Egg adaptation has been postulated to contribute to low vaccine effectiveness, particularly with influenza A (H3N2) viruses [the type predicted to be most widely circulating this year].”7

Studies have repeatedly shown that, since 2005, in most flu seasons influenza vaccines have been from zero to less than 50 percent effective in preventing type A or B influenza.8 Yet, even as the flu vaccine’s effectiveness for the 2017-2018 flu season appears to have a dismal outlook, public health officials continue to push vaccination harder than ever and recommend that everyone 6 months of age and older get a flu shot every year.

“However imperfect, though, current influenza vaccines remain a valuable public health tool, and it is always better to get vaccinated than not to get vaccinated,” the researchers wrote,9 although they gave no rationale for this absolute statement. Perhaps they don’t want to admit that the long-term effects of annual flu vaccination on human health and the evolution of influenza viruses are not known.

Now, this closed-minded approach appears to be backfiring, as evidence mounts to suggest that people who get flu shots every year are actually less protected and more likely to get a serious case of influenza than those with no prior flu vaccination history.10

Research presented in 2009 at the 105th International Conference of the American Thoracic Society in San Diego revealed that children who get seasonal flu shots are more at risk of hospitalization than children who do not. Children with a history of receiving the flu vaccine had three times the risk of hospitalization as children who had not been vaccinated. Among children with asthma, the risk was even higher.11

Most Influenza-Like Illness During Flu Season Is NOT Influenza

The CDC states that, “Most people who get influenza will recover in a few days to less than two weeks, but some people will develop complications (such as pneumonia) as a result of the flu, some of which can be life-threatening and result in death.”12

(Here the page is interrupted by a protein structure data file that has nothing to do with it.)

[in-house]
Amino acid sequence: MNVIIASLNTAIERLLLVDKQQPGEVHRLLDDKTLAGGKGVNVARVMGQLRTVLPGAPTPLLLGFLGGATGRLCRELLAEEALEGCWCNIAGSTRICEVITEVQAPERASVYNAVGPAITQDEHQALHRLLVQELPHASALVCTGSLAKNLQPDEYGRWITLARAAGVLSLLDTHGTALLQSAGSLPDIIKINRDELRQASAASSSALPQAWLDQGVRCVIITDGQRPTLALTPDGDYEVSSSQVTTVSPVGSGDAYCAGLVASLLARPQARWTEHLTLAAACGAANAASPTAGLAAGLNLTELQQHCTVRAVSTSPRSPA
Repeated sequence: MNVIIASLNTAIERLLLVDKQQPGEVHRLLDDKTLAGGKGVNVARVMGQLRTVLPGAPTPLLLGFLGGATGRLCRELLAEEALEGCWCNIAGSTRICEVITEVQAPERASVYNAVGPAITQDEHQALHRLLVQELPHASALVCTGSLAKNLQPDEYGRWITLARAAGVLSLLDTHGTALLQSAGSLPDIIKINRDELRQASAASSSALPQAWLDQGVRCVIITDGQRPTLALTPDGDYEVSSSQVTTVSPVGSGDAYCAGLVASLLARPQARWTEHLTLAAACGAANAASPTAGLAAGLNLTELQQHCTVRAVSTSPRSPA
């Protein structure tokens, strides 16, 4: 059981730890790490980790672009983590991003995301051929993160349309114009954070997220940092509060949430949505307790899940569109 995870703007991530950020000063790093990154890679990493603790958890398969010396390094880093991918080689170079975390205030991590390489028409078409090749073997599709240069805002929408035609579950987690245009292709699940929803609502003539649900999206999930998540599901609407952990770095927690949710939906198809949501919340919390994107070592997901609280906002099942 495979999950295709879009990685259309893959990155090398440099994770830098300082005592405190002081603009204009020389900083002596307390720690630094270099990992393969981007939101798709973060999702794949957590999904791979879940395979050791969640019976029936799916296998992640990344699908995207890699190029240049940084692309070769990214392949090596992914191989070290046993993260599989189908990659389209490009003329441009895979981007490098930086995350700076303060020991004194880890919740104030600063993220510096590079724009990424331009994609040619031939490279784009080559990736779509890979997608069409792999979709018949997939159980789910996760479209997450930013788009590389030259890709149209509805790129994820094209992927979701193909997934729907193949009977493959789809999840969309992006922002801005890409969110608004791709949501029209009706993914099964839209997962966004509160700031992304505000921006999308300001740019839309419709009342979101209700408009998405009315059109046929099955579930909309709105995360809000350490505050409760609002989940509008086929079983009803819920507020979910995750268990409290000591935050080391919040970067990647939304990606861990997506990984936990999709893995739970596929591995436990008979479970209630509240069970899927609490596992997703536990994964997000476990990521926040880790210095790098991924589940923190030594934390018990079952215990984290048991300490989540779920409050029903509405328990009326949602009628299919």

An important point to remember that gets lost in the CDC’s promotion of annual flu shots is that most of the time when you get sick with a respiratory infection during the flu season, you do not have type A or B influenza. In fact, the vast majority of “influenza like illness” (ILI), which often includes symptoms like fever, fatigue, body aches, runny nose and cough, is caused by other kinds of viruses and bacteria.

The only way to positively identify whether or not you have influenza or another type of infection is for your doctor to send a respiratory specimen to a lab to be tested.13

Statistics from the 2015-2016 flu season show that only 3 percent to 4 percent of suspected cases of influenza that were lab tested were actually positive for influenza virus infection.14 This year, for the week ending December 2, 2017, the CDC reported there have been 170,372 influenza specimens tested and 7,178 specimens have come back positive for influenza type A or B, with 74 percent of those testing positive for influenza A.15

That means that so far this flu season, about 4.2 percent of all suspected influenza infections that were lab tested turned out to be another type of viral or bacterial infection not caused by a type A or B influenza virus. So just how much respiratory illness are flu shots really preventing during a given flu season, especially when the vaccine is only 10 percent effective against selected influenza strains in a season like this one?